Carsten Spohr reportedly made the comments during an aviation conference, adding: “I don’t think [German energy minster] Mr. Habeck is going to give me that”.

And in finance – the sector that has been the most vocal about its net zero ambitions – the CEO of Goldman Sachs, David Solomon, recently told audiences at the American Energy Security Summit in the US that “we are all going to continue to finance traditional [energy] companies for a long time.”

What’s driving the trend?

Luke Sussams, head of ESG and sustainable finance at London-based investment bank Jefferies, notes that, when it comes to net zero, “the number of dissenting companies has definitely increased recently, suggesting something has changed”.

He believes that, on top of stubborn inflation and political pushback against ESG in the US, the cost of living crisis and a political shift to the right across Europe is contributing to the trend.

“People's willingness to pay for low-carbon products is less than they said it was, or at least, they’re less prepared to pay green premiums in the current environment,” Sussams says. “So there’s an emerging consumer backlash to the net zero agenda, which is giving rise to new political rhetoric about protecting people from climate policy.”

This political swing has been visible in Germany this year, where massive pushback against the government’s plans to ban new gas boilers from 2024 has been cited as the reason for a slump in the green party’s approval ratings, from 24% to 13%. The rule has been watered down as a result.

In the UK, the government recently pledged to cut back laws that penalise motorists, including bans on the internal combustion engine.  

Sussams also believes “some people are losing faith in big initiatives like GFANZ, because they're holding companies to a standard that’s increasingly impossible”.

GFANZ, or the Glasgow Financial Alliance for Net Zero, is a huge collection of investors and financial institutions that have committed to ensure their portfolios are aligned with temperature rises of below 1.5°C, with little or no overshoot.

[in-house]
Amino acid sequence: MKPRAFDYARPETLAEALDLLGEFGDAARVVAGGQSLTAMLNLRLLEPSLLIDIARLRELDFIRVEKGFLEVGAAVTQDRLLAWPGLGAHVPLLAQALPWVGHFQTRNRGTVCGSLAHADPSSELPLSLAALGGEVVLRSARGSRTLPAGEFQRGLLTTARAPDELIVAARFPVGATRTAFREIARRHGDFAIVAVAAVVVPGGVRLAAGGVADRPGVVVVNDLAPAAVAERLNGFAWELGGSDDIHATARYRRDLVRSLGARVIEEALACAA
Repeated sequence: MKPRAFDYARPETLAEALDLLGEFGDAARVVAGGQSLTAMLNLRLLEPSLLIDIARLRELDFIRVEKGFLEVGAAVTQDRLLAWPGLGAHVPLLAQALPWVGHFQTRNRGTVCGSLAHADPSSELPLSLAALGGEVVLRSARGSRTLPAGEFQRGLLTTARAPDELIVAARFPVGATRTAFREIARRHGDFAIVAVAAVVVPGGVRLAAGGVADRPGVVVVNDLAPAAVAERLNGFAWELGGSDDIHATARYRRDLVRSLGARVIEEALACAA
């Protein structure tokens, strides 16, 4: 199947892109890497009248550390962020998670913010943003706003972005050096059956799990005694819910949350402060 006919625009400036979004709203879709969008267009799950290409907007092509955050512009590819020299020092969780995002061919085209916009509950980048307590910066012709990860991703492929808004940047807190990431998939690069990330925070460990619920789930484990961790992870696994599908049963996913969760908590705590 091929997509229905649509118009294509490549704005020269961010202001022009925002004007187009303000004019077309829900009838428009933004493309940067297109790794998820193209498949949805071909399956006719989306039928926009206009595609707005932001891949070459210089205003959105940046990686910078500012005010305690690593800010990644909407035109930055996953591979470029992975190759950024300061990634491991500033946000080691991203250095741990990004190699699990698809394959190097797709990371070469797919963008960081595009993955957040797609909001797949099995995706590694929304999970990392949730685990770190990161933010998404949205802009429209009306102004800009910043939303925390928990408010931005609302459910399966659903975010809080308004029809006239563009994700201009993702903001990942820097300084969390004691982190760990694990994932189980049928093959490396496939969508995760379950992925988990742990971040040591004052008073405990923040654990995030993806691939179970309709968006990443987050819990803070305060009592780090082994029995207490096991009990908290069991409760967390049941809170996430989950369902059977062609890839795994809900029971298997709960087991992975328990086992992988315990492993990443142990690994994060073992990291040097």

“Put all of those things together and you have some major headwinds that corporates are picking up on,” says Sussams. “And it’s giving them cover to roll back and water down their climate ambitions.”

He adds that, while the trend “really tests that old adage that sustainability is only for the good times,” most companies are still publicly pursuing a net zero goal.

But Olivier Elamine says he hopes the balance shifts.

“The fact that more and more companies are saying these kind of things about the climate transition is probably a necessary evil,” says the CEO of German-listed real estate investment trust Alstria.

“It isn’t about companies walking back because they’re realising it’s not longer feasible. It’s about the fact that the net zero narrative, at corporate level, has always been a marketing stunt.”

That marketing stunt, Elamine argues, is getting more risky as legislators, shareholders and consumers start to clamp down on greenwashing through regulation and the courts. So companies are being more honest about their limitations.

He’s hoping that, as more firms follow suit, “there will be a collective realisation that we’re not going to be get [to net zero by 2050] if governments don’t take responsibility and step in with an organised framework.”

“These statements call politicians’ bluff: they show that you cannot rely on corporates to make the climate transition happen, because it’s not the huge financial opportunity we’ve been sold,” he says. “And as an executive, you can express your personal views on this issue at the voting booth, but when it comes to running your company and allocating money, the lack of political will means we should all assume it isn't going to happen and consider that when we make decisions.”